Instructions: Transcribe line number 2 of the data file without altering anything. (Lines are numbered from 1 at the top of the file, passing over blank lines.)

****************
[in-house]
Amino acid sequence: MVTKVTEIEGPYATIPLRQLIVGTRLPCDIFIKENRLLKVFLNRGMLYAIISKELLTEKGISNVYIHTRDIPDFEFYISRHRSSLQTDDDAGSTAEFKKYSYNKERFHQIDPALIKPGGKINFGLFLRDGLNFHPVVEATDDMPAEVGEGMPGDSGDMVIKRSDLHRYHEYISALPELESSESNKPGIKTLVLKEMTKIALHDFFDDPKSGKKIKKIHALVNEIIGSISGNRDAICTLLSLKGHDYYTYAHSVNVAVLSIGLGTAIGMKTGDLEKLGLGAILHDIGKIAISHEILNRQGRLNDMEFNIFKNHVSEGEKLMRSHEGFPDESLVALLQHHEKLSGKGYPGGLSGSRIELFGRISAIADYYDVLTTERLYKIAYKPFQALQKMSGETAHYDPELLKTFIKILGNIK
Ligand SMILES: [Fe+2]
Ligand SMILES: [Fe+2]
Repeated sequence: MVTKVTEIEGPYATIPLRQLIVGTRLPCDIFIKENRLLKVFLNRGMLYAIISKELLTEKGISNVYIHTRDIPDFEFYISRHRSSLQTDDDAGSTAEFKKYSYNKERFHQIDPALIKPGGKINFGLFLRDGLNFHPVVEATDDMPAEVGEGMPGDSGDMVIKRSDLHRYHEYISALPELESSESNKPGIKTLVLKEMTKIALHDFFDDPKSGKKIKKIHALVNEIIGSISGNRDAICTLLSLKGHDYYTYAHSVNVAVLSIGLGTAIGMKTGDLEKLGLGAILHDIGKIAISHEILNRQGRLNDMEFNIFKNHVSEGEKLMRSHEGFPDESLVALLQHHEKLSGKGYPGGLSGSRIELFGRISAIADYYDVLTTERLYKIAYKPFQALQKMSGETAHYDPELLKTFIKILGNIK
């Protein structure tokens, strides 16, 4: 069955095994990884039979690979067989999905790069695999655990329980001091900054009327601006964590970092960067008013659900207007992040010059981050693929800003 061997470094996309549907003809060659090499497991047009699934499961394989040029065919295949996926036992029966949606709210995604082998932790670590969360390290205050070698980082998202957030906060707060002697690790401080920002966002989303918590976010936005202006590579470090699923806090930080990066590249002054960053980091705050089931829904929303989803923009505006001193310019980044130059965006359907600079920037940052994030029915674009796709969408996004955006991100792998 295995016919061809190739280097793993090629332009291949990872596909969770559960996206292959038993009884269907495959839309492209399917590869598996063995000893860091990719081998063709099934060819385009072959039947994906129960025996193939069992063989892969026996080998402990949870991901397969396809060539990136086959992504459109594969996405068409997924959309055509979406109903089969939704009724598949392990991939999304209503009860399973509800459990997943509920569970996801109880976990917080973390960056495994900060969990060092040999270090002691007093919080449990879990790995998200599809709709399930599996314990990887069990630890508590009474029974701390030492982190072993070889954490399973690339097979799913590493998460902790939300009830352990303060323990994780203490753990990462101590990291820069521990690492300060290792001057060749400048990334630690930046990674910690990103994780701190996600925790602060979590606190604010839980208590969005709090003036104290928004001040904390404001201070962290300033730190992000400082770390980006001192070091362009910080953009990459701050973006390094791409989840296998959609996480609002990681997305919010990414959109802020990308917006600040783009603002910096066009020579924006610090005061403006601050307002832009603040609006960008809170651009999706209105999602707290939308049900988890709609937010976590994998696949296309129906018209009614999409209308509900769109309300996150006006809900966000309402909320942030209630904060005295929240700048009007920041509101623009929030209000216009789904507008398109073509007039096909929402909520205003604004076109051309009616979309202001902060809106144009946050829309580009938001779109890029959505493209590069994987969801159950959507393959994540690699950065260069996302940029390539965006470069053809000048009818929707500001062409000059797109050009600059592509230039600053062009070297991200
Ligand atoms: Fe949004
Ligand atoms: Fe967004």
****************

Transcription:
Amino acid sequence: MVTKVTEIEGPYATIPLRQLIVGTRLPCDIFIKENRLLKVFLNRGMLYAIISKELLTEKGISNVYIHTRDIPDFEFYISRHRSSLQTDDDAGSTAEFKKYSYNKERFHQIDPALIKPGGKINFGLFLRDGLNFHPVVEATDDMPAEVGEGMPGDSGDMVIKRSDLHRYHEYISALPELESSESNKPGIKTLVLKEMTKIALHDFFDDPKSGKKIKKIHALVNEIIGSISGNRDAICTLLSLKGHDYYTYAHSVNVAVLSIGLGTAIGMKTGDLEKLGLGAILHDIGKIAISHEILNRQGRLNDMEFNIFKNHVSEGEKLMRSHEGFPDESLVALLQHHEKLSGKGYPGGLSGSRIELFGRISAIADYYDVLTTERLYKIAYKPFQALQKMSGETAHYDPELLKTFIKILGNIK